The pandemic has been good for the wine industry. According to data from IRI, premium wine sales grew by 20 percent last year. Mr. Ryan said he’s not worried about sales slowing as people spend more time outside their homes, pointing to the company’s relationships with retailers and restaurants that are planning to serve more customers as pandemic restrictions relax. As for millennials’ embrace of sobriety, Mr. Ryan said that, too, isn’t a big concern. “Younger consumers are interested in the wine experience,” he said. “It’s fun, it’s celebratory.”

Duckhorn decided a traditional I.P.O. was better than a SPAC. “We’re perfectionist winemakers so control is very important to us,” Mr. Ryan said. “We wanted to control the message, how to design it, all the details surrounding it, how to market it.” Duckhorn may use proceeds from the listing to buy other wine brands.

Wildfires are a risk factor. Duckhorn’s varied winery locations helped the business withstand fires that blazed through Napa last year, Mr. Ryan said, “with a proper amount of wine, with proper styles, proper costs — so our preparation and diversification paid dividends.”

“We see more of what we call ‘above the mask,’ like eyes and brows and lashes, and we see that makeup in general is starting to come back.”

— Mary Dillon, the C.E.O. of cosmetics retailer Ulta, speaking to CNBC about pandemic makeup trends.

Test your knowledge of Bitcoin trivia

A big new report about cryptocurrencies by Bank of America landed on our desk this week. Here are three stats that caught our eye, in quiz form. (Scroll to the bottom for the correct answers.)

1. How much of a net inflow does it take to raise Bitcoin’s price by 1 percent?

A) $93 million
B) $930 million
C) $9.3 billion

2. Bitcoin’s annual energy consumption is equivalent to that of which country?

A) Australia
B) The Netherlands
C) Chile

3. 95 percent of all Bitcoin is held by what share of crypto wallets?

A) 50 percent
B) 20 percent
C) 2 percent

Weekend reading: Why pandemic aesthetics matter

Before so many people began to work from home, it was common to judge each other by our clothes. But then came workdays spent in sweatpants, which can’t be seen onscreen, and it seemed we’d briefly let go of aesthetic judgment — though it was not so, one expert says. “The social function of dress codes was too powerful,” said the Stanford Law professor Richard Thomson Ford, author of a new book, “Dress Codes: How the Laws of Fashion Made History.”

Enter the age of Room Rater. Last April, a Twitter account started saying aloud what everyone was telling themselves — “so and so has an impressive bookshelf!” We sought context in the details people revealed onscreen because aesthetic clues, whether in bookshelves or clothes, tell us where to place each other socially, Mr. Ford said: “This goes back to the Middle Ages when dress codes were enforced by law and then, later, by social systems.” It is information we are programmed to rely on.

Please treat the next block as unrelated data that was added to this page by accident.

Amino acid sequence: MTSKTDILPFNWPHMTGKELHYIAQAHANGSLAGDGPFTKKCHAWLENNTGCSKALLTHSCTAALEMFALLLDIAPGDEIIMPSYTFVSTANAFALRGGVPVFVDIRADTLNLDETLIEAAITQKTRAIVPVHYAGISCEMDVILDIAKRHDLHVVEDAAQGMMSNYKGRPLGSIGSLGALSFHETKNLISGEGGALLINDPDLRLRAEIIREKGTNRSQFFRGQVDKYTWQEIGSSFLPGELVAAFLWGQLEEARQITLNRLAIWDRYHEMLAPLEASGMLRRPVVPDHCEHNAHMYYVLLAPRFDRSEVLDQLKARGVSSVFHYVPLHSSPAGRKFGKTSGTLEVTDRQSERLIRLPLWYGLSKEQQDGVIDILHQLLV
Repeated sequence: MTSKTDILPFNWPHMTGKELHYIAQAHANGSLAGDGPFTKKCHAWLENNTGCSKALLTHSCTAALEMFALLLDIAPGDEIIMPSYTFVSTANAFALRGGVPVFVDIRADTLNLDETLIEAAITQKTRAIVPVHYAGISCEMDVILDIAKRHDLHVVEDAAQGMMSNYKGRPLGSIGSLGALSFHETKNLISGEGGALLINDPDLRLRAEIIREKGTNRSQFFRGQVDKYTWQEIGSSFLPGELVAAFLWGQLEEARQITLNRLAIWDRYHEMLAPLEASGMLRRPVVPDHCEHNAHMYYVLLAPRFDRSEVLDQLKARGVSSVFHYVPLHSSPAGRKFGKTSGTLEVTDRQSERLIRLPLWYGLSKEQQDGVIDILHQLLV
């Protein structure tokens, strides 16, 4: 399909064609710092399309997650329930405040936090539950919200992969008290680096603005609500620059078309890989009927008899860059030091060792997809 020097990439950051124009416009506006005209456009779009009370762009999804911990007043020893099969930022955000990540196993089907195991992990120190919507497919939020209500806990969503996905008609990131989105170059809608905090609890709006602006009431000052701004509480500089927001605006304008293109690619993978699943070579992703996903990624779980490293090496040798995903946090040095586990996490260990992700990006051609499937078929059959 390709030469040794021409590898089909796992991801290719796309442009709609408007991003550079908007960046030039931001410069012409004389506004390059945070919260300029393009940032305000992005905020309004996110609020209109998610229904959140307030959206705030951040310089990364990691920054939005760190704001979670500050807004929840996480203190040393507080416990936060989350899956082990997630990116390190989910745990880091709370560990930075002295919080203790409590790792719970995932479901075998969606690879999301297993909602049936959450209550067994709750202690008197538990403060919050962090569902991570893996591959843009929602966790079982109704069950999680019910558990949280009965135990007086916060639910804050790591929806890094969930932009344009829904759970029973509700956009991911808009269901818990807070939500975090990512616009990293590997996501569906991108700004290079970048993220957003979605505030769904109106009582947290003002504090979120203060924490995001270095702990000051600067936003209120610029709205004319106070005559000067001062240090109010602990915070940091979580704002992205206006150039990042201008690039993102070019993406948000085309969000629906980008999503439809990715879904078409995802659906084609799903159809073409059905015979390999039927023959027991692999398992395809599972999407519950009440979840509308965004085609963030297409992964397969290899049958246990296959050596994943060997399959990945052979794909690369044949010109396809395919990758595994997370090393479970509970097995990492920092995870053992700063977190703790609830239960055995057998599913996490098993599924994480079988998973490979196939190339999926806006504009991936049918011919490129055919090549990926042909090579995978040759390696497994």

We are all asking the same question: Does this person have good taste? The answer is always a matter of status and shared reference points, according to Mr. Ford. On the brighter side, the reason we make these judgments in the first place is because we’re curious about who people are, and we tend to like them better when they reveal themselves in an authentic way.

“We should take this seriously,” Mr. Ford said. Fashion and design organize society, even now, when many of us think we are free of such codes. A year of working from home may have dissolved some of the rules, but the staging and rating of Zoom backgrounds also proved the persistence of our social programming. And as for post-pandemic fashion trends, Mr. Ford — perhaps hopefully — suspects dressing up may become more celebratory and less professionally mandatory.

THE SPEED READ

Deals

Goldman Sachs is reportedly in talks to buy JetBlue’s credit-card business. (WSJ)

TPG is starting a program to buy stakes in more funds with managers who are women, people of color or LGBTQ+. (Bloomberg)

Endeavor, which owns the Ultimate Fighting Championship, the talent agency IMG and more, reportedly filed confidentially for an I.P.O. (Sportico)

Politics and policy

The Fed’s Jay Powell said that any digital currency created by a central bank “needs to coexist with cash.” (NYT)

“Stop Letting Rich People Buy Ambassadorships.” (NYT Opinion)

Tech

Global video streaming subscriptions surpassed 1.1 billion last year, a 26 percent jump. (NYT)

Facebook’s moderation tools are struggling to recognize irony and satire in political cartoons. (NYT)

Best of the rest

Las Vegas is gearing up for a post-pandemic comeback. (WSJ)

The U.S. lifted its “no sail” order six month ago. So why are cruise ships still docked? (NYT)

“Not all oranges are created equal.” (NYT)

Answers to the crypto quiz, according to Bank of America:

1. A ($93 million). It takes 20 times more to move the price of gold by a similar amount.

2. B (Netherlands). Put another way, the annual carbon emissions of the Bitcoin network is roughly the same as American Airlines.

3. C (2 percent — or 2.4 percent, to be exact). In contrast, the top 1 percent of Americans control about 30 percent of all household wealth.